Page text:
JOHANNESBURG — With Boy Scout politeness, South Africa's most notorious assassin for the apartheid regime holds a nation transfixed as he details 107 cases of murder, torture, and fraud.
For three weeks now, Eugene de Kock - a.k.a. Prime Evil - has given tell-all testimony of his foul deeds. Already convicted of multiple murders, he can win amnesty - and a ticket out of prison - if he persuades the Truth and Reconciliation Commission (TRC) that his crimes were politically motivated and that he is telling the truth.
Should Prime Evil be forgiven? Can there be justice without retribution? What about the victim's rights?
South Africans are heatedly debating these questions as the amnesty committee of the Truth Commission works through a remaining 400 pleas for absolution - its final and most controversial task.
Many South Africans share the disgust that Mathetha Tsedu, deputy editor of the Johannesburg Star, expresses with the amnesty process: "It stinks to high heaven," he says, "to imagine that after confessing, these people who committed the most horrendous crimes will then be patted on the shoulder by the TRC."
Mr. De Kock's exhaustive testimony and expressions of remorse are widely seen as a last-ditch bid to reduce the record 262-year sentence he is currently serving in a windowless cell of the country's most high-security prison. He first denied any wrong-doing at his criminal trial, but was sentenced in 1996 after former comrades testified against him.
In a written application more than 1,000 pages long, the ex-police colonel now details how he killed several freedom fighters, led the 1982 bombing of the African National Congress building in London, and watched his men commit torture.
More than 7,000 other people have asked for amnesty, but the truth commission is quick to point out that, as of May, it had granted pardons to only 349 applicants. It denied impunity to the policemen who beat activist Steve Biko prior to his 1977 death in detention.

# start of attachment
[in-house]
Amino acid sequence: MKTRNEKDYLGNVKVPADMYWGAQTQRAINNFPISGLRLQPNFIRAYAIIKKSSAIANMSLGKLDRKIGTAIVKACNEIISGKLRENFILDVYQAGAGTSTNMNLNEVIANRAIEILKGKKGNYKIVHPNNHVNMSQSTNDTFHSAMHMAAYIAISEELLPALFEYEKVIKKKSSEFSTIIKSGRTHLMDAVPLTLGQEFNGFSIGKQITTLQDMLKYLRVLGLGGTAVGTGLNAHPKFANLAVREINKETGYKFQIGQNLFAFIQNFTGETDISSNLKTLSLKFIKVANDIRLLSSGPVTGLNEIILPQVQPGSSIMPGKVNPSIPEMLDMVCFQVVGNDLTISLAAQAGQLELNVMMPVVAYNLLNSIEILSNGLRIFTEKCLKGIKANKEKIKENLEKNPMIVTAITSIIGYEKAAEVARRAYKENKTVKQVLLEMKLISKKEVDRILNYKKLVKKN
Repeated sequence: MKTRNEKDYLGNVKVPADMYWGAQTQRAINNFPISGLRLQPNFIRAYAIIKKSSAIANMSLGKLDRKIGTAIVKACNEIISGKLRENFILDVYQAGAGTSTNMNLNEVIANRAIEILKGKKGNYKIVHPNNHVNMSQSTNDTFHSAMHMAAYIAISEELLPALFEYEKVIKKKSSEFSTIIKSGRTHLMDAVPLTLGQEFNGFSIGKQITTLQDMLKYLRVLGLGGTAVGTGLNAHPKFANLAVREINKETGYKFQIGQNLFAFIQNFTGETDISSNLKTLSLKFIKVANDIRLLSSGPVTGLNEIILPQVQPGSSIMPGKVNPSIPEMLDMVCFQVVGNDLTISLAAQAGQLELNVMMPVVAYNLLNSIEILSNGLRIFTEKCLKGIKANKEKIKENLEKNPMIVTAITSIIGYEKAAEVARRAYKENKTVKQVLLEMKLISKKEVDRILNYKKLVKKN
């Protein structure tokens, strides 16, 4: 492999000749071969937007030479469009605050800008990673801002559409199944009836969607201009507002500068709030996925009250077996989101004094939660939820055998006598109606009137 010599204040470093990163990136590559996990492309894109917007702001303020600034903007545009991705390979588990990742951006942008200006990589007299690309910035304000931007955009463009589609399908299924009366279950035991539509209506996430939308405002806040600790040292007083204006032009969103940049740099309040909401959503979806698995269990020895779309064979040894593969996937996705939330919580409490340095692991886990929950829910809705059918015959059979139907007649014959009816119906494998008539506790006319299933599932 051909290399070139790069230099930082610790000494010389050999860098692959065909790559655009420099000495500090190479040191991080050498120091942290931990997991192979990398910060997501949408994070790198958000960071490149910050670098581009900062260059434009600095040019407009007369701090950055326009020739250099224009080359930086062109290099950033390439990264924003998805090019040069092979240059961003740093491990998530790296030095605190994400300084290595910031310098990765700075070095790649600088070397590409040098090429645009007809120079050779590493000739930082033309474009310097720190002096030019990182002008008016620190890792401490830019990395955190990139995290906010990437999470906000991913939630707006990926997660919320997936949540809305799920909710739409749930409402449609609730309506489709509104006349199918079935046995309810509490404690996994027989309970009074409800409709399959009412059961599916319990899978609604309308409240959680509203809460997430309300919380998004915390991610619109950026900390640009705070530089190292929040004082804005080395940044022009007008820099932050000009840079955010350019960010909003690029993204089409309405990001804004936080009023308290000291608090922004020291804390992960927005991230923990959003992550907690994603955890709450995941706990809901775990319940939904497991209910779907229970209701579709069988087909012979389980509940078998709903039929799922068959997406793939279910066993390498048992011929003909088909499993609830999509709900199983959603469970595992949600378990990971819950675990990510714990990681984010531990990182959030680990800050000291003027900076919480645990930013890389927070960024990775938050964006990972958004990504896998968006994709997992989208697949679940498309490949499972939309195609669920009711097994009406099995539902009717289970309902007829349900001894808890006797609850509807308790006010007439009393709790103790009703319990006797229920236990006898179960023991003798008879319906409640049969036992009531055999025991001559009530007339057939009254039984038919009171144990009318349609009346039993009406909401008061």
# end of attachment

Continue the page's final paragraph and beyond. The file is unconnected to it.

Torturers, killers go free
But many other decisions have rubbed nerves raw. Earlier this year, police captain Jeffrey Benzien - who horrified the world with his courtroom demonstration of the "wet bag" torture method he had favored - was pardoned for several murders. The commission also granted amnesty to the youths who attacked and killed American Fulbright scholar Amy Biehl in 1993. And an ANC freedom fighter who killed 21 people was beaming when he walked free from his prison cell last week.
These offenders can now never be prosecuted in criminal court or sued for damages by their victims. Mr. Tsedu fumes: "The TRC is a denial of justice. Without justice, how can the victims feel healed?"
But proponents of the process point out that, without amnesty provisions, South Africa may never have enjoyed its "miracle" transition to democracy in 1994. The former National Party government, backed by the police and the defense force, refused to hand over power unless it had been assured of amnesty for acts committed during the apartheid conflict.
Prosecutions, like the Nuremberg trials that followed World War II, may be possible when conflict ends through force of arms. But in South Africa the transition from authoritarian rule to democracy occurred through a negotiated settlement. The new government remained reliant on the very institutions and personnel that had committed human rights violations - military, police, even sitting politicians.